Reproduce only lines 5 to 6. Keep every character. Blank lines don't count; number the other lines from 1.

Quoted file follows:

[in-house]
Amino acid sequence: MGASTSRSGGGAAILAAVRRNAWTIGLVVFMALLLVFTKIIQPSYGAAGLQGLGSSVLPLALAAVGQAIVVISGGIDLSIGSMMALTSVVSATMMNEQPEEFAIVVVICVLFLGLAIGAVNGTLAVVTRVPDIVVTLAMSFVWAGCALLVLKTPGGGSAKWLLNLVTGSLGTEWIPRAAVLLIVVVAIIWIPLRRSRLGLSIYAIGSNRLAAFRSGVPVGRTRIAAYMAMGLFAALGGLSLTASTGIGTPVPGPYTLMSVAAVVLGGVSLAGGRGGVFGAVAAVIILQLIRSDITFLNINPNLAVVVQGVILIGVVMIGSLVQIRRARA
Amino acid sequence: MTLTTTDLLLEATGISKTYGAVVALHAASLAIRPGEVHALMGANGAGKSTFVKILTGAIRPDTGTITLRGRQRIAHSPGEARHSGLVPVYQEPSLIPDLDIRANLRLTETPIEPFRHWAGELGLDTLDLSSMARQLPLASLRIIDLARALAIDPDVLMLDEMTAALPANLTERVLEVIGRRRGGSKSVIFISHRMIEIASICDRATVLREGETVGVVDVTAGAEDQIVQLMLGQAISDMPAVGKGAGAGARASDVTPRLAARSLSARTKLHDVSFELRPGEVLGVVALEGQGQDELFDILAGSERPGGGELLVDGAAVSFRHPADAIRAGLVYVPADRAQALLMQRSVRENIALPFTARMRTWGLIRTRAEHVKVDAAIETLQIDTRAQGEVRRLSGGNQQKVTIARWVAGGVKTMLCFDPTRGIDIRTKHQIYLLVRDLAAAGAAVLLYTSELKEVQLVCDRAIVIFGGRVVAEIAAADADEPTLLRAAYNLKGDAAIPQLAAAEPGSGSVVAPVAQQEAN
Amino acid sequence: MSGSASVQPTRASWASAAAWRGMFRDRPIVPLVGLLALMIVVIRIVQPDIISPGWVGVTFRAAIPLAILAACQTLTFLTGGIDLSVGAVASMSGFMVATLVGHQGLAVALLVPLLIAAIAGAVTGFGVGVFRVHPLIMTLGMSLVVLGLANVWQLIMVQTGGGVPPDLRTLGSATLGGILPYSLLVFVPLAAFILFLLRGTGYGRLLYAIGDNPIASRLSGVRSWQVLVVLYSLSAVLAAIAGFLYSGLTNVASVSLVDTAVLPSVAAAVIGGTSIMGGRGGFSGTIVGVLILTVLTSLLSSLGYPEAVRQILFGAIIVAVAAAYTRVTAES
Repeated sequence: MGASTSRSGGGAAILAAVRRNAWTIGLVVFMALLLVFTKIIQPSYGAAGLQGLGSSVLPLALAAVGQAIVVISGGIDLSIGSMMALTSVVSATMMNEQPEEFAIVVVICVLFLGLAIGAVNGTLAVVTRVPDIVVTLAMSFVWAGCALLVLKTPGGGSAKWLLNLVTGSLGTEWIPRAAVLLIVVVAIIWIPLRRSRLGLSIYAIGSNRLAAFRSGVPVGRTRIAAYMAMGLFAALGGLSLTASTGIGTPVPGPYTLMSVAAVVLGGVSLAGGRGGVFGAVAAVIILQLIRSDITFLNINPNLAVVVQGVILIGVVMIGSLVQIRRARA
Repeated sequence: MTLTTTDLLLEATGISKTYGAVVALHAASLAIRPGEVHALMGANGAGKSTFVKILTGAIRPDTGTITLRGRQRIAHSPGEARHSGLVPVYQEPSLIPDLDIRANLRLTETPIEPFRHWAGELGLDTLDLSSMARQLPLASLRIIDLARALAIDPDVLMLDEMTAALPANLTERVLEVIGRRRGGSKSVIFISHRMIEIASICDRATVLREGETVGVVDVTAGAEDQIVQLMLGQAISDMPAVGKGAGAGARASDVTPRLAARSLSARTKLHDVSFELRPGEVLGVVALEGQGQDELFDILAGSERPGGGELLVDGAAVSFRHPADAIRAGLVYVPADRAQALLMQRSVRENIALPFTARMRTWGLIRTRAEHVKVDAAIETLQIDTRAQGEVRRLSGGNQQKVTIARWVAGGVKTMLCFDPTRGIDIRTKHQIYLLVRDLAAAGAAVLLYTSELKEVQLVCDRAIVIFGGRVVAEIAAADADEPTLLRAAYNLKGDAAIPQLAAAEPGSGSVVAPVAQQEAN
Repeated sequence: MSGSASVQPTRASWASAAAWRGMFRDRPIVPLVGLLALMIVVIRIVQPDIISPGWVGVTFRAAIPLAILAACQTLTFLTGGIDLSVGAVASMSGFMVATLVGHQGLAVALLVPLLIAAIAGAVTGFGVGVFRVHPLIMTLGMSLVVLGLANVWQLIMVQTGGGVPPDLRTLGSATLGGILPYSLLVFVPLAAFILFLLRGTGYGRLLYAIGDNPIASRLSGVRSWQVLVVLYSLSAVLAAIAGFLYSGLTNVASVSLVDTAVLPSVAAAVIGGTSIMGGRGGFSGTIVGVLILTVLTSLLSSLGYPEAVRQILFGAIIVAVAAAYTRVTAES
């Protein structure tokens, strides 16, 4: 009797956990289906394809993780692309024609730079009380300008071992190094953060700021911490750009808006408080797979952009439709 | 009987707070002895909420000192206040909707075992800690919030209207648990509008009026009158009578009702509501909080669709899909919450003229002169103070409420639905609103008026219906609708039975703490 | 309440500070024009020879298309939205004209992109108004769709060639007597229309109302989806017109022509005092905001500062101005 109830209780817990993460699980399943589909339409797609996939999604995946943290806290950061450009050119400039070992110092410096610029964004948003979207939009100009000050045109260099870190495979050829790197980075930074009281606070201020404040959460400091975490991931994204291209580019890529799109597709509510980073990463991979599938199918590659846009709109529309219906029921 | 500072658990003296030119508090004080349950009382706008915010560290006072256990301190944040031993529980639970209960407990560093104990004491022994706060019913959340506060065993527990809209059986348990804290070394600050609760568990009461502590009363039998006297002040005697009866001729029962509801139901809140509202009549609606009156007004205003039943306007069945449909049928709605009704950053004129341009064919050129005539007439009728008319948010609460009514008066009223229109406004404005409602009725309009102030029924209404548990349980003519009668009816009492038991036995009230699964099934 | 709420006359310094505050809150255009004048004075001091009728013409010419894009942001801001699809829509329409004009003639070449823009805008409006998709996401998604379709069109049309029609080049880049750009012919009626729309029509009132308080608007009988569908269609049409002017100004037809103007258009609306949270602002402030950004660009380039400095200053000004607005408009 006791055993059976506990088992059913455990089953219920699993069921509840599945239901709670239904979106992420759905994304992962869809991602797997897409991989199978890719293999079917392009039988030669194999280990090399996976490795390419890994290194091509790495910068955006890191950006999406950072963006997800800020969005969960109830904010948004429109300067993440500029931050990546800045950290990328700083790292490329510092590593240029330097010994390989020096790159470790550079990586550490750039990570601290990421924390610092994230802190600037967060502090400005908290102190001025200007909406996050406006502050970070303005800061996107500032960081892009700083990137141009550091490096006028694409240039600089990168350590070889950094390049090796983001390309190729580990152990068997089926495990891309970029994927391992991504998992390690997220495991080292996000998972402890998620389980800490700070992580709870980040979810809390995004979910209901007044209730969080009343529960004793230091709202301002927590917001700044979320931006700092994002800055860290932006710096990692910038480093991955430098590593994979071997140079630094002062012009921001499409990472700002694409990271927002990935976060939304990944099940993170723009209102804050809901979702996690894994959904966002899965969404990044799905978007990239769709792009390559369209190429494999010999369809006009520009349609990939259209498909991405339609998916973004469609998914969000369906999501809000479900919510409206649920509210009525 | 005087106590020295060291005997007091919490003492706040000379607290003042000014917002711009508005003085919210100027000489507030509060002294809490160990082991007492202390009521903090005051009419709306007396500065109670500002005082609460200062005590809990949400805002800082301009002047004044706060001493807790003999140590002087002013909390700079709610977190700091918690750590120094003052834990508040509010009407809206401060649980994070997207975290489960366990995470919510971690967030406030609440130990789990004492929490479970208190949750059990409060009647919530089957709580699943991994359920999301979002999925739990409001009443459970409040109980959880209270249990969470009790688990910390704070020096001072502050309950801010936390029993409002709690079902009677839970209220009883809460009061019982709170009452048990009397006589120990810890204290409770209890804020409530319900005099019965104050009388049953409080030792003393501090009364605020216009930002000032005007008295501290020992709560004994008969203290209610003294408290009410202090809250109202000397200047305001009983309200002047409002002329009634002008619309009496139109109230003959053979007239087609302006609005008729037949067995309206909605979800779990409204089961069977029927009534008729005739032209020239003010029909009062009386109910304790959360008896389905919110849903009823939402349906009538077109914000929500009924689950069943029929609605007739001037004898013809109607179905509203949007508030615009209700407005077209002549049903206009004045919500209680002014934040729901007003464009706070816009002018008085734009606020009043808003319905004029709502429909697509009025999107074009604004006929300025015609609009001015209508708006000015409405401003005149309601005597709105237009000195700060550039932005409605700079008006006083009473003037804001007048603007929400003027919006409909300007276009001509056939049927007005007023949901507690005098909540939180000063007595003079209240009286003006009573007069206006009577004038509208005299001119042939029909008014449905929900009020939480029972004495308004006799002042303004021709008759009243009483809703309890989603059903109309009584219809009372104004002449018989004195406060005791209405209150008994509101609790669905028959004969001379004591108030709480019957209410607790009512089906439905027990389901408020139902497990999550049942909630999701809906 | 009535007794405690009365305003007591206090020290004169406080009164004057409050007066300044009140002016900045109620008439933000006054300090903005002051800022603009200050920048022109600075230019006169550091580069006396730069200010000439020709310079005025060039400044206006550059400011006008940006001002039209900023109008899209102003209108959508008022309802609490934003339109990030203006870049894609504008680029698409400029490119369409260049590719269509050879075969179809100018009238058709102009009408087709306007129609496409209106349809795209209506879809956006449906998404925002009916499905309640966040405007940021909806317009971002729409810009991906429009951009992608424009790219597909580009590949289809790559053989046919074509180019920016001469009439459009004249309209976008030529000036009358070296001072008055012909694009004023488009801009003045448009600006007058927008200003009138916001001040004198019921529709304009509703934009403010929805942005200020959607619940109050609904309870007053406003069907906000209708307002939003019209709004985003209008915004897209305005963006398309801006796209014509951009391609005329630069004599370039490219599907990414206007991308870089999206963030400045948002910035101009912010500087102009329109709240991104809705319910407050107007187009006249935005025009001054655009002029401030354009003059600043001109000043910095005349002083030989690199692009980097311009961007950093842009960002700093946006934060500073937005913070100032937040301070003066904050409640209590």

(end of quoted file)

Repeated sequence: MGASTSRSGGGAAILAAVRRNAWTIGLVVFMALLLVFTKIIQPSYGAAGLQGLGSSVLPLALAAVGQAIVVISGGIDLSIGSMMALTSVVSATMMNEQPEEFAIVVVICVLFLGLAIGAVNGTLAVVTRVPDIVVTLAMSFVWAGCALLVLKTPGGGSAKWLLNLVTGSLGTEWIPRAAVLLIVVVAIIWIPLRRSRLGLSIYAIGSNRLAAFRSGVPVGRTRIAAYMAMGLFAALGGLSLTASTGIGTPVPGPYTLMSVAAVVLGGVSLAGGRGGVFGAVAAVIILQLIRSDITFLNINPNLAVVVQGVILIGVVMIGSLVQIRRARA
Repeated sequence: MTLTTTDLLLEATGISKTYGAVVALHAASLAIRPGEVHALMGANGAGKSTFVKILTGAIRPDTGTITLRGRQRIAHSPGEARHSGLVPVYQEPSLIPDLDIRANLRLTETPIEPFRHWAGELGLDTLDLSSMARQLPLASLRIIDLARALAIDPDVLMLDEMTAALPANLTERVLEVIGRRRGGSKSVIFISHRMIEIASICDRATVLREGETVGVVDVTAGAEDQIVQLMLGQAISDMPAVGKGAGAGARASDVTPRLAARSLSARTKLHDVSFELRPGEVLGVVALEGQGQDELFDILAGSERPGGGELLVDGAAVSFRHPADAIRAGLVYVPADRAQALLMQRSVRENIALPFTARMRTWGLIRTRAEHVKVDAAIETLQIDTRAQGEVRRLSGGNQQKVTIARWVAGGVKTMLCFDPTRGIDIRTKHQIYLLVRDLAAAGAAVLLYTSELKEVQLVCDRAIVIFGGRVVAEIAAADADEPTLLRAAYNLKGDAAIPQLAAAEPGSGSVVAPVAQQEAN